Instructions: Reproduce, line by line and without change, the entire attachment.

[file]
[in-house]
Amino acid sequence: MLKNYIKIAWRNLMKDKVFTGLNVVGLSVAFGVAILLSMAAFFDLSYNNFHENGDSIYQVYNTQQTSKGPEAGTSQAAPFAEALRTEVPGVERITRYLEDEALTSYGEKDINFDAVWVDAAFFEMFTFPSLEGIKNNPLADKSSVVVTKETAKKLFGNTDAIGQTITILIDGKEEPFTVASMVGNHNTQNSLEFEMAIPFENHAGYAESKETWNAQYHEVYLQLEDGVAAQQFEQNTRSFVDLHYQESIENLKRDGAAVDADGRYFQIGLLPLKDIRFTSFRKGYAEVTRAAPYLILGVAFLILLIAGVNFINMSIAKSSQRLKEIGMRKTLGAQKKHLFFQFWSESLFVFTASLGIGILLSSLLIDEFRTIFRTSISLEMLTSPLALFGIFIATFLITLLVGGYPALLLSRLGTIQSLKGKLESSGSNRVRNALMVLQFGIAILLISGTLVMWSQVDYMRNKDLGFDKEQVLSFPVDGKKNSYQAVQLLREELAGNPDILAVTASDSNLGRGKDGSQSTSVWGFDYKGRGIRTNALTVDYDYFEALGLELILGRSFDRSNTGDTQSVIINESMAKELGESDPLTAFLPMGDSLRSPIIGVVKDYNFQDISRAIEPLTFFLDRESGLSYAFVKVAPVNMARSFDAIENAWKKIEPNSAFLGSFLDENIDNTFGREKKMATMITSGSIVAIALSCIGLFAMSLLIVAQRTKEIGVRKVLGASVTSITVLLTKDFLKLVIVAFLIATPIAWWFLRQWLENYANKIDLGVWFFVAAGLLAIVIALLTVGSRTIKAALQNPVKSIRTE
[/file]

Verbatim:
[in-house]
Amino acid sequence: MLKNYIKIAWRNLMKDKVFTGLNVVGLSVAFGVAILLSMAAFFDLSYNNFHENGDSIYQVYNTQQTSKGPEAGTSQAAPFAEALRTEVPGVERITRYLEDEALTSYGEKDINFDAVWVDAAFFEMFTFPSLEGIKNNPLADKSSVVVTKETAKKLFGNTDAIGQTITILIDGKEEPFTVASMVGNHNTQNSLEFEMAIPFENHAGYAESKETWNAQYHEVYLQLEDGVAAQQFEQNTRSFVDLHYQESIENLKRDGAAVDADGRYFQIGLLPLKDIRFTSFRKGYAEVTRAAPYLILGVAFLILLIAGVNFINMSIAKSSQRLKEIGMRKTLGAQKKHLFFQFWSESLFVFTASLGIGILLSSLLIDEFRTIFRTSISLEMLTSPLALFGIFIATFLITLLVGGYPALLLSRLGTIQSLKGKLESSGSNRVRNALMVLQFGIAILLISGTLVMWSQVDYMRNKDLGFDKEQVLSFPVDGKKNSYQAVQLLREELAGNPDILAVTASDSNLGRGKDGSQSTSVWGFDYKGRGIRTNALTVDYDYFEALGLELILGRSFDRSNTGDTQSVIINESMAKELGESDPLTAFLPMGDSLRSPIIGVVKDYNFQDISRAIEPLTFFLDRESGLSYAFVKVAPVNMARSFDAIENAWKKIEPNSAFLGSFLDENIDNTFGREKKMATMITSGSIVAIALSCIGLFAMSLLIVAQRTKEIGVRKVLGASVTSITVLLTKDFLKLVIVAFLIATPIAWWFLRQWLENYANKIDLGVWFFVAAGLLAIVIALLTVGSRTIKAALQNPVKSIRTE